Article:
The North American transfer window may be closed, but the changes keep on comin'.
Former FC Dallas midfielder Juan Toja is the latest deal to be announced, and he could have a huge impact on the MLS playoff picture if he wasn't a member of the New England Revolution. But since the MLS trade deadline/roster freeze date isn't until Sept. 15, a team wanting to shore up its squad could make the Revs an offer they can't refuse. The Revs reportedly did field a few possible deals involving Toja but turned them down, at least for now.
One could make the case that the Revs' midfield is probably its strongest element already. Its needs in other areas seem more acute. It picked up striker Jerry Bengston, who scored three goals for Honduras at the Olympic Games, to punch up its offense. However, if Toja, 27, can replicate the touch, toughness, range, and vision he displayed four years ago, he would be their best all-around midfielder and thus render one or two players obsolete.
As an out-of-contract player, Toja is not subject to international transfer regulations, which permit contracted players to change clubs only during certain periods. Free agents can be signed at any time during the season, provided those deals beat the Sept. 15 deadline. And despite a few major trades and midseason signings, teams are still looking for any piece they can fit into the roster puzzle.
Houston president Chris Canetti has confirmed his team's interest in Giles Barnes, who made a name for himself with Derby County several years ago during its promotion to the Premier League but has since slipped out of English soccer. Barnes, 24, joined the team for training Monday and would join a solid Dynamo midfield in plenty of time to get acclimated.
Houston's midseason acquisition last year of Honduran international Carlo Costly didn't turn out so well -- he contributed little to its MLS Cup run and departed after playing just 11 games -- but it hit the jackpot this year with another Honduran, Oscar Boniek Garcia, who in the same amount of games has scored a goal, recorded five assists, and schooled more than a few opponents in the fine arts of deception, trickery, and accuracy. He's also played every minute of those 11 games.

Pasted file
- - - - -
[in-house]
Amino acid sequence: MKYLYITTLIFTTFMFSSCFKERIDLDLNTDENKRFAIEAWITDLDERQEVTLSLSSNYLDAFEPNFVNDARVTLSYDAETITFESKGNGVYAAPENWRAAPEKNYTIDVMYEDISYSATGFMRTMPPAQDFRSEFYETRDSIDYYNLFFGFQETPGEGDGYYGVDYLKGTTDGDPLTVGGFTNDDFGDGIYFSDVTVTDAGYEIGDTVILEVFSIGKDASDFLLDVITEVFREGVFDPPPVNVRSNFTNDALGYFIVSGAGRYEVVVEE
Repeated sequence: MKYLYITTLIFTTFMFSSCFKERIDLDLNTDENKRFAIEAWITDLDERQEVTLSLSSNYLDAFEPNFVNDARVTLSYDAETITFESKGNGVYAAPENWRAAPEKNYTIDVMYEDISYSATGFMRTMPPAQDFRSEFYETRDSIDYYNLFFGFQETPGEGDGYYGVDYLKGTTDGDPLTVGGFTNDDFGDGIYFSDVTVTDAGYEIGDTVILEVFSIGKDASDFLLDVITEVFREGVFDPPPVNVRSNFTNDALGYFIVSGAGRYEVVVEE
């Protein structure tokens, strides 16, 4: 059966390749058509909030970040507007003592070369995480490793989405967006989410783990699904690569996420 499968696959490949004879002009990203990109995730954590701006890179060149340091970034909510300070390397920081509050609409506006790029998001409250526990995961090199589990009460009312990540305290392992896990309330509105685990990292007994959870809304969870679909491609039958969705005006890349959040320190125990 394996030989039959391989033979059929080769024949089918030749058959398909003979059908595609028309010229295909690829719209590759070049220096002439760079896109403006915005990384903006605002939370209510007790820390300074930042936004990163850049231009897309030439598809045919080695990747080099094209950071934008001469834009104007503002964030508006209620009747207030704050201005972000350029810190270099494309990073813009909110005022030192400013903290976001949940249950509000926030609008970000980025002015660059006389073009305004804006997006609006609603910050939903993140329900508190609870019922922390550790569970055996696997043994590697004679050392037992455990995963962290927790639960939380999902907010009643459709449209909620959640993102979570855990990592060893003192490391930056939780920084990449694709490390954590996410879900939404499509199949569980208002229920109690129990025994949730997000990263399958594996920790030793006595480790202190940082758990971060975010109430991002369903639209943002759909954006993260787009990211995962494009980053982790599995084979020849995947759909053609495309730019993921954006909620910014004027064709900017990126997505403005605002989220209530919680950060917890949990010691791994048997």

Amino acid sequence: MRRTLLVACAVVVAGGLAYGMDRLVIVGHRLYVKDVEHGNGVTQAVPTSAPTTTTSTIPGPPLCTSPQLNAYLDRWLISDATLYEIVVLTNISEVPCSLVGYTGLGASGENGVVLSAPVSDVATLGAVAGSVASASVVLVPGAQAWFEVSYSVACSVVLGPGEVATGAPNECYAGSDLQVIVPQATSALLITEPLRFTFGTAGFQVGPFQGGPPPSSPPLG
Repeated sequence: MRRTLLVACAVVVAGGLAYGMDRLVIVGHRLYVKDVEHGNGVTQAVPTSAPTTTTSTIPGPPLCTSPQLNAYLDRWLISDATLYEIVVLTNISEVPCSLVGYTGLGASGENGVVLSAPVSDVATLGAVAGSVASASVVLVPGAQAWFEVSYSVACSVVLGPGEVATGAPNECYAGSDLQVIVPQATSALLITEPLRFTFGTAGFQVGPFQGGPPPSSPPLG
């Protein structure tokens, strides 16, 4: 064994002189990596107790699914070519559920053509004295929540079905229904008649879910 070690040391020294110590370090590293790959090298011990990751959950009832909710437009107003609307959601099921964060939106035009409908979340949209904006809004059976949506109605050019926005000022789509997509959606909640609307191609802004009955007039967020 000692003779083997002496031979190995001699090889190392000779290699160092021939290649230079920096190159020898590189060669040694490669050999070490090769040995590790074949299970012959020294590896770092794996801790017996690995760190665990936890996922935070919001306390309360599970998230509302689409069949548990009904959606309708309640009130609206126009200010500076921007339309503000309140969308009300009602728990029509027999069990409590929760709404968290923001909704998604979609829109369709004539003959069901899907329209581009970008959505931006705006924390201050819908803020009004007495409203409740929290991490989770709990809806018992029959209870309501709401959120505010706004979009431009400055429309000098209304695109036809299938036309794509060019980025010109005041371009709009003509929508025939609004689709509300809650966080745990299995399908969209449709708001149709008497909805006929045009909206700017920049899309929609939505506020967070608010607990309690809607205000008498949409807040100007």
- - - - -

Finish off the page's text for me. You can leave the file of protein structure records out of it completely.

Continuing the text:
There might not be any more major trades this season, which would be just fine with Sebastien Le Toux, who started the season in Philadelphia and wound up with the Red Bulls via Vancouver. Speaking of Vancouver, its midseason makeover hasn't gone so well, and the fans are nervous about a three-game losing streak and the fact that Designated Player Kenny Miller didn't score his first MLS goal until last week's game in Portland, which the 'Caps lost anyway, 2-1. Since mid-July, when attacker Davide Chiumiento returned to Europe for a spot with FC Zurich, they've traded away their first DP, Eric Hassli, as well as Le Toux, and brought in Miller, Barry Robson, Dane Richards and Andy O'Brien.
Whether the 'Caps will be better off eventually, only time will tell. A playoff berth in just its second season is cause for celebration but a weak finish would prompt concern that management tried to fix what wasn't really broken.
Trying to strengthen a team in midseason can be a treacherous exercise. Sometimes changes are born of desperation, and in other cases they address areas that needed upgrading and yield just that. Case in point: Montreal, which has gone Italian by signing Marco Di Vaio and Alessandro Nesta -- as well as Serie A veteran Nelson Rivas, a Colombian -- to bolster an expansion roster that had worn thin in a few spots. Swiss defender Dennis Iapichino, signed six weeks ago, has moved right into the starting lineup. The Impact also traded Jamaican goalkeeper Donovan Ricketts for American Troy Perkins and probably not coincidentally, has reeled off five wins in a row.
Only Crew coach Robert Warzycha knows if desperation fueled efforts to transform his team mid-flight. Whatever the motivation, if Houston hit the jackpot, Columbus won the lottery. In just a few weeks he's formed one of the best attacking tandems in the league: striker Jairo Arrieta of Costa Rica, and midfielder Federico Higuain of Argentina. Arrieta has played just eight games, Higuian three, and they've totaled an amazing eight goals and four assists.
Seattle added former German international Christian Tiffert and yet another Honduran, Mario Martinez, and traded Uruguayan Alvaro Fernandez to Chicago. The Fire signed Costa Rican forward Sherjill MacDonald.
Lionel Pajoy (Philadelphia) and Mike Chabala (Portland) were acquired in trades by D.C. United, mindful that teams destined to watch the playoffs rather than participate in them would be willing to make deals. The Red Bulls, in addition to Le Toux, signed Australian Tim Cahill from Everton of the English Premier League and Sam Lloyd, formerly of Leeds United. They also traded midfielder Mehdi Ballouchy to San Jose, which plays in the same stadium as did Ballouchy when he attended Santa Clara University. Even the league's top team has made a move.
The most active midseason in league history is probably not going to be an exception. A league once thought to be as staid has gone strident by adding nine teams since 2005, and more importantly it has added organizations and markets that want to win and not just play along.
More teams means more competition for playoff spots, and in the case of a team like Seattle, which has reached the playoffs in each of its three previous seasons without reaching MLS Cup, there's pressure to go all the way. The same is true for Real Salt Lake and Los Angeles and New York and Sporting Kansas City and Houston, and fans in Chicago and San Jose believe their teams are as good as any others. As well they should, for their teams are not standing still.